We’re pleased to present the thirteenth annual U.S. All Star stock report, where MoneySense combs through the Top 500 large blue chip stocks in the U.S. for the best prospects.
The U.S. All Stock report contains a wealth of information on the largest firms south of the border. It also condenses the investment prospects for each firm down into an easy-to-understand letter grade. As with our Canadian All Star report, the only way stocks can make it on the list is to score at least an A or a B as measured by both value and growth metrics. So get ready, and we will reveal our portfolio for the coming year.
The U.S. All Stars have been on a roll since the crash of 2008. They surged 16.6% per year, on average, over the last nine years while the market (as represented by the SPDR S&P 500 exchange traded fund) gained 10.9% annually. Over the last five years the All Stars advanced by an average of 16.3% per year and beat the market which climbed 12.6% per year.
Unfortunately, the All-Stars suffered from a difficult period leading up to the 2008 crash, so be aware of that when tracking returns. If you had purchased an equal dollar amount of the All Stars in 2005 and rolled your portfolio into the new list of All Stars each year thereafter, you’d have gained an average of 6.3% per year over the last 12 years. By way of comparison, the market gained 6.5% per year over the same period.
But last year’s results were pretty good. The U.S. All Star stocks gained an average of 22.2% since the last time and beat the market, which gained 19.7%. (The returns mentioned above do not include dividends and are presented in U.S. dollar terms.)
While our experience illustrates the impact that can be caused by encountering a rough patch early on, we think the U.S. All Star strategy is worth sticking to. We’ve also been encouraged by its performance in recent years.
The U.S. All Star stock report focuses on the largest 500 stocks in the U.S. (as measured by revenue) using data from Bloomberg. We start by evaluating each stock for its value potential and then for its growth appeal. Those at the top of the class are awarded As, solid candidates get Bs or Cs. Stocks in need of improvement get Ds or Fs. Stocks with good grades are deemed to be worthy of consideration while the laggards should be treated with caution.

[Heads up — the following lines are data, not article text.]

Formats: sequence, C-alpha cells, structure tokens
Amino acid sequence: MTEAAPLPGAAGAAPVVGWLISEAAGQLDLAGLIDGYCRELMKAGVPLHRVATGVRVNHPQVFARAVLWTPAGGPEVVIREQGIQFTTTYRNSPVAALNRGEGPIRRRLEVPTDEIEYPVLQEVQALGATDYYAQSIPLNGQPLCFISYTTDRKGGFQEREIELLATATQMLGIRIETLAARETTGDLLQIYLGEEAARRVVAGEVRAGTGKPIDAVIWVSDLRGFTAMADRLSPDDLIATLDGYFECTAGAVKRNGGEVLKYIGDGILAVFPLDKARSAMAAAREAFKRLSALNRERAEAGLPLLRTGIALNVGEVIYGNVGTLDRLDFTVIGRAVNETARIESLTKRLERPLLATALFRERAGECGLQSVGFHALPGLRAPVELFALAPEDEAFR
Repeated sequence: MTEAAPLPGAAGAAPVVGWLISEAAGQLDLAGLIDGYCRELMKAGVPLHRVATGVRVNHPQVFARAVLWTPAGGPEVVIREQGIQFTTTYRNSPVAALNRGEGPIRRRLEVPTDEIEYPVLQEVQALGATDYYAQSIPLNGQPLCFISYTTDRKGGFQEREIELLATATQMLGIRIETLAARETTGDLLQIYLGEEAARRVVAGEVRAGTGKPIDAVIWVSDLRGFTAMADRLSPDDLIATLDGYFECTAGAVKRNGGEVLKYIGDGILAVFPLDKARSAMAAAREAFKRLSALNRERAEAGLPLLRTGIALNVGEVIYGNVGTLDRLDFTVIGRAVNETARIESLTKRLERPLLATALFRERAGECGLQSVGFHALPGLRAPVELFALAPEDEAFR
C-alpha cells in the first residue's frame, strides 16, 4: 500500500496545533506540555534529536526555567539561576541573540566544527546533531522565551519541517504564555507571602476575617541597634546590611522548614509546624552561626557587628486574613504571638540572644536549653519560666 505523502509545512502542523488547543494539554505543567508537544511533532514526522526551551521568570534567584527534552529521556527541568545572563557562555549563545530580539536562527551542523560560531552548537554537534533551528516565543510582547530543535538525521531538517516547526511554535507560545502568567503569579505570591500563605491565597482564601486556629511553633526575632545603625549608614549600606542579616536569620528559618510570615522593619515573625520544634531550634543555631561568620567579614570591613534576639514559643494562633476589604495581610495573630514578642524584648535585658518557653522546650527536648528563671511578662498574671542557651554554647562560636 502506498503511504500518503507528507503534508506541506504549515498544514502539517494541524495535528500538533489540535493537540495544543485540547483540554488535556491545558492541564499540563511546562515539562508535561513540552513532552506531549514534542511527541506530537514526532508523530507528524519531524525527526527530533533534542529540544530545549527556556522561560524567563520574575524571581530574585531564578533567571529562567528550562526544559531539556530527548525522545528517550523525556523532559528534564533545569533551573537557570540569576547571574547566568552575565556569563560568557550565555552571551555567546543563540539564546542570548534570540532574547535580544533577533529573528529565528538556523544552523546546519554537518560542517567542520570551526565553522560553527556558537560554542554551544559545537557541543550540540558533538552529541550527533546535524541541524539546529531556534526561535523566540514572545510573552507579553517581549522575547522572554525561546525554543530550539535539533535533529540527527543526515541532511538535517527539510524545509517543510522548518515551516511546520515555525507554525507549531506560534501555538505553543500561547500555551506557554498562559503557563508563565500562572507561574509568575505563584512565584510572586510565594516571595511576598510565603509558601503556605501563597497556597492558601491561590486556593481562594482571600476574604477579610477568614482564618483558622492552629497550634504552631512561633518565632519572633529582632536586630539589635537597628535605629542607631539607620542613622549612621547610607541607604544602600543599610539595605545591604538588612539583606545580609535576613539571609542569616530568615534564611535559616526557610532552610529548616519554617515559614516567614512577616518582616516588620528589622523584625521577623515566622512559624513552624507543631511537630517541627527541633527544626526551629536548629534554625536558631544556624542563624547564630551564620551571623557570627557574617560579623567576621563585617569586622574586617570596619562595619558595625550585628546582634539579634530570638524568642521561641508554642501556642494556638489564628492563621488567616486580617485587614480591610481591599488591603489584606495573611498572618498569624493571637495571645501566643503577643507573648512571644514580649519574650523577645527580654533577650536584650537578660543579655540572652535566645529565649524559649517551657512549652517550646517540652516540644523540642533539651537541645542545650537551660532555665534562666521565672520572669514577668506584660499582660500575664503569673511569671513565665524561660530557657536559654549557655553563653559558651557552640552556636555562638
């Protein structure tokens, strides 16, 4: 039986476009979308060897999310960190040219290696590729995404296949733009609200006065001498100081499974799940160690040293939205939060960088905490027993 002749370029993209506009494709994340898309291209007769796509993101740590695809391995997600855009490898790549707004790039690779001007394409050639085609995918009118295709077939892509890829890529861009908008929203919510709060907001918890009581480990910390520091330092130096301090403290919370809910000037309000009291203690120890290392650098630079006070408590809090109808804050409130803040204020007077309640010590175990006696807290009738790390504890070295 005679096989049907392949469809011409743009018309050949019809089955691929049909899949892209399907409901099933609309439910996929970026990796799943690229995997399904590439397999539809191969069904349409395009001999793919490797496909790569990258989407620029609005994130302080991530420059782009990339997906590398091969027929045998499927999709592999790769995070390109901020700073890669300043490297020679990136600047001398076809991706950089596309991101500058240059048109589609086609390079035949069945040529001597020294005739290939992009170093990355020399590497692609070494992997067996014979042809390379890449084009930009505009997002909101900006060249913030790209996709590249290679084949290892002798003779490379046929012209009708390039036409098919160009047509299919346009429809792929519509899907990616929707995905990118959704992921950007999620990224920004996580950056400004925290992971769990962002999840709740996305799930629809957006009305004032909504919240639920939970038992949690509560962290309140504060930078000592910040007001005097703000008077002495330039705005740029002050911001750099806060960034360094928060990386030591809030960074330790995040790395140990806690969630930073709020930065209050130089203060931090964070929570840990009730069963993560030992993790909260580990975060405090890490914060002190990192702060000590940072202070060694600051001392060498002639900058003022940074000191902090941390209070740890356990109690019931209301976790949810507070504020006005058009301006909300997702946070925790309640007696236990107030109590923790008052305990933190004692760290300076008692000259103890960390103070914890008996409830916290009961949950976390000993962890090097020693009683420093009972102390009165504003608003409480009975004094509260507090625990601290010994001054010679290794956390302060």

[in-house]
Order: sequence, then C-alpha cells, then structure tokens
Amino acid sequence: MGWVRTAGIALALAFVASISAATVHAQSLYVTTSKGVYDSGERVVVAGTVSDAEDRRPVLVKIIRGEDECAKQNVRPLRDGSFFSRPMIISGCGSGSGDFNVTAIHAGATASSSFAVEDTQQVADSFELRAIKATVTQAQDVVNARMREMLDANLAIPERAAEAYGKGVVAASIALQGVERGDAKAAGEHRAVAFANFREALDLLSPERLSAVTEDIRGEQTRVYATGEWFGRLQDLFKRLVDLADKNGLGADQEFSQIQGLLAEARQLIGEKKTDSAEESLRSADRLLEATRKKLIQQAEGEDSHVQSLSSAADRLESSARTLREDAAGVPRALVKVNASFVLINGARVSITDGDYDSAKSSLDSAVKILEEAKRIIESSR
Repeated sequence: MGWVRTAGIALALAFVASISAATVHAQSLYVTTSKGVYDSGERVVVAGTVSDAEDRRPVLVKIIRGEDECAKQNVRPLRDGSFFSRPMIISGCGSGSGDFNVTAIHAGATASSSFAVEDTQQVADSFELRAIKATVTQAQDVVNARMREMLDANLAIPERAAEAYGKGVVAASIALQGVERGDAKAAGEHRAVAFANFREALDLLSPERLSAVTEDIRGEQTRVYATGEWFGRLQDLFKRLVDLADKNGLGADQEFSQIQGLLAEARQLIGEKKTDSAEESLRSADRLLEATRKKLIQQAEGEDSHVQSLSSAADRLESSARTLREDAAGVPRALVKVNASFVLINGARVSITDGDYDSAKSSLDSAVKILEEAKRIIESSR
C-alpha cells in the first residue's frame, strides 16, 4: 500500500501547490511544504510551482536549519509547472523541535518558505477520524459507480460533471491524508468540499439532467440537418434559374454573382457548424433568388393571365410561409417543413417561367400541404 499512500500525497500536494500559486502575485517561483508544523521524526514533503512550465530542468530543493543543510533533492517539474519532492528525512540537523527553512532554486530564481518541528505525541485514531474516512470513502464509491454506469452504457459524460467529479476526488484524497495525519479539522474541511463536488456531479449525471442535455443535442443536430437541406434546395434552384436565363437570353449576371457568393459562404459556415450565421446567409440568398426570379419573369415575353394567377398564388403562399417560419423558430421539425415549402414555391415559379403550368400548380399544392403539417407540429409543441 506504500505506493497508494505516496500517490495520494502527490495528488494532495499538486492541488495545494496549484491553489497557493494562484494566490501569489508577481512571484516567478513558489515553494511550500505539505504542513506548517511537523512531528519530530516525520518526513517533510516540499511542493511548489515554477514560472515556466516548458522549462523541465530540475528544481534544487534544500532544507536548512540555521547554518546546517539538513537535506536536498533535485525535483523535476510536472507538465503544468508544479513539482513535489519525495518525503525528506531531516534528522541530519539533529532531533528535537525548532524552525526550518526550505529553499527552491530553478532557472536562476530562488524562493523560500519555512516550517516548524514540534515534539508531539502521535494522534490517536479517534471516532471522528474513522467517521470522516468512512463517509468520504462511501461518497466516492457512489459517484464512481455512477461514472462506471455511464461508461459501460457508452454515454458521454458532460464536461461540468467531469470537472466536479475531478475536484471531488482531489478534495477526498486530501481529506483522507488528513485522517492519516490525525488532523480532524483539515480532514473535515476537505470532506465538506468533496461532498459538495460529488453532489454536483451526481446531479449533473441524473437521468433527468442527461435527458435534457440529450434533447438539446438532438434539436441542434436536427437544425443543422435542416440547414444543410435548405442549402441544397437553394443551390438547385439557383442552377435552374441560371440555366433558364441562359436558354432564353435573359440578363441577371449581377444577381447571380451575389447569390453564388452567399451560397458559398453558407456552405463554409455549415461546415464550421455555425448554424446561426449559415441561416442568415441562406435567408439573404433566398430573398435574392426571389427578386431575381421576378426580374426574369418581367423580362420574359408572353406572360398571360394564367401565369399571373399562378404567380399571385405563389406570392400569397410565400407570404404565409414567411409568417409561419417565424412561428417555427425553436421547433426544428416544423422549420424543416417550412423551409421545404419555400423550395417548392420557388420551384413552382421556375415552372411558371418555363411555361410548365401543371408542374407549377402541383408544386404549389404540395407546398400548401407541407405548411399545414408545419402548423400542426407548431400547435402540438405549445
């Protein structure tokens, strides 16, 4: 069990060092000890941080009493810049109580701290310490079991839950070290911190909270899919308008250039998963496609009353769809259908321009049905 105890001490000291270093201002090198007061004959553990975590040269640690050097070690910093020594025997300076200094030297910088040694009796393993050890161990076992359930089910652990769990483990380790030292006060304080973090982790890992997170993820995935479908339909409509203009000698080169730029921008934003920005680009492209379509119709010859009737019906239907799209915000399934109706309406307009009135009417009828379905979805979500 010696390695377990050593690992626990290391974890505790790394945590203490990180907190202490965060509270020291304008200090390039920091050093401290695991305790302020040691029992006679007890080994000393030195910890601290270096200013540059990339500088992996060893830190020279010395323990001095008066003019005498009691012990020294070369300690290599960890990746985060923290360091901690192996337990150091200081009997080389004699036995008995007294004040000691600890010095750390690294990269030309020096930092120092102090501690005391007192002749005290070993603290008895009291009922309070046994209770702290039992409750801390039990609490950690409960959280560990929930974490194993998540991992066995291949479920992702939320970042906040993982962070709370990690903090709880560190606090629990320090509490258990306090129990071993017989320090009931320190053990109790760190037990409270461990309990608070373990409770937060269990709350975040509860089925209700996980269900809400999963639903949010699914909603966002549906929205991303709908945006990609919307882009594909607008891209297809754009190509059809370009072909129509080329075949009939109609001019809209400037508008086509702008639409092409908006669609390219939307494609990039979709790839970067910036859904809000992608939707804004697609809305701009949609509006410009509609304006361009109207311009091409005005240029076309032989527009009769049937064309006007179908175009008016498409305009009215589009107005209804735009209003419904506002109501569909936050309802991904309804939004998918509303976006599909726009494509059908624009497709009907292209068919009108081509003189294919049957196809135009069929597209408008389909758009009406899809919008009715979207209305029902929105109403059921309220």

To get top marks each stock must pass the same series of strict tests that we use for the Canadian All Stars. In brief, our growth test favours firms that have increased their sales-per-share and earnings-per-share over the last three years. We also prefer companies with strong returns on equity, healthy market performance over the last year, and low-to-moderate price-to-sales ratios. On the value front, we seek stocks selling at modest price-to-book-value ratios, compared to their peers and the market overall. We also give points to profitable dividend payers. In an effort to avoid risky situations, we avoid companies with high debt loads compared to their peers.
Top honour-roll stocks are those that get As on both measures, making them outstanding growth and value candidates. Only a few manage this feat each year and this time around just a single stock got the double-A prize. But don’t restrict yourself to the honour roll: we think all of the All-Stars are worthy of your time and consideration. These are the firms that got at least one A and one B on the value and growth tests. A total of 23 firms made it into All-Star team this year.
You can examine the data and grades for each stock in the We grade the 500 largest stocks table and read more about this year’s U.S. All-Star team by clicking on the links or click on the tabs near the top of the page.
Here is a full look at how our All-Star performed: